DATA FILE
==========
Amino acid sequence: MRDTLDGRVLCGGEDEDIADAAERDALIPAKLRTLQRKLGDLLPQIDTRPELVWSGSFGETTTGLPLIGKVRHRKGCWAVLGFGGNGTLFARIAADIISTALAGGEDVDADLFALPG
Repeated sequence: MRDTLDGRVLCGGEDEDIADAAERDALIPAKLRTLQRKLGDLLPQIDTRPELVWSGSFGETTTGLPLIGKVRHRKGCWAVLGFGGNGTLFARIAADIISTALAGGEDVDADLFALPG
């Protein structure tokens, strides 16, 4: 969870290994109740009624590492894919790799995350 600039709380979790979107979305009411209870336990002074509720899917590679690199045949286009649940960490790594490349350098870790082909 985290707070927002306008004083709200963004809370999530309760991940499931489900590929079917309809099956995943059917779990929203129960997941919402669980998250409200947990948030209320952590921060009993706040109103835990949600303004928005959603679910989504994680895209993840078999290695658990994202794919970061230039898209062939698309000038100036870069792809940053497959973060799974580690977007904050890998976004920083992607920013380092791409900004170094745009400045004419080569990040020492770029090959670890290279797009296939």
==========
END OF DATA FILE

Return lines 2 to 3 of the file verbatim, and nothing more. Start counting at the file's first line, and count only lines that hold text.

Repeated sequence: MRDTLDGRVLCGGEDEDIADAAERDALIPAKLRTLQRKLGDLLPQIDTRPELVWSGSFGETTTGLPLIGKVRHRKGCWAVLGFGGNGTLFARIAADIISTALAGGEDVDADLFALPG
């Protein structure tokens, strides 16, 4: 969870290994109740009624590492894919790799995350 600039709380979790979107979305009411209870336990002074509720899917590679690199045949286009649940960490790594490349350098870790082909 985290707070927002306008004083709200963004809370999530309760991940499931489900590929079917309809099956995943059917779990929203129960997941919402669980998250409200947990948030209320952590921060009993706040109103835990949600303004928005959603679910989504994680895209993840078999290695658990994202794919970061230039898209062939698309000038100036870069792809940053497959973060799974580690977007904050890998976004920083992607920013380092791409900004170094745009400045004419080569990040020492770029090959670890290279797009296939």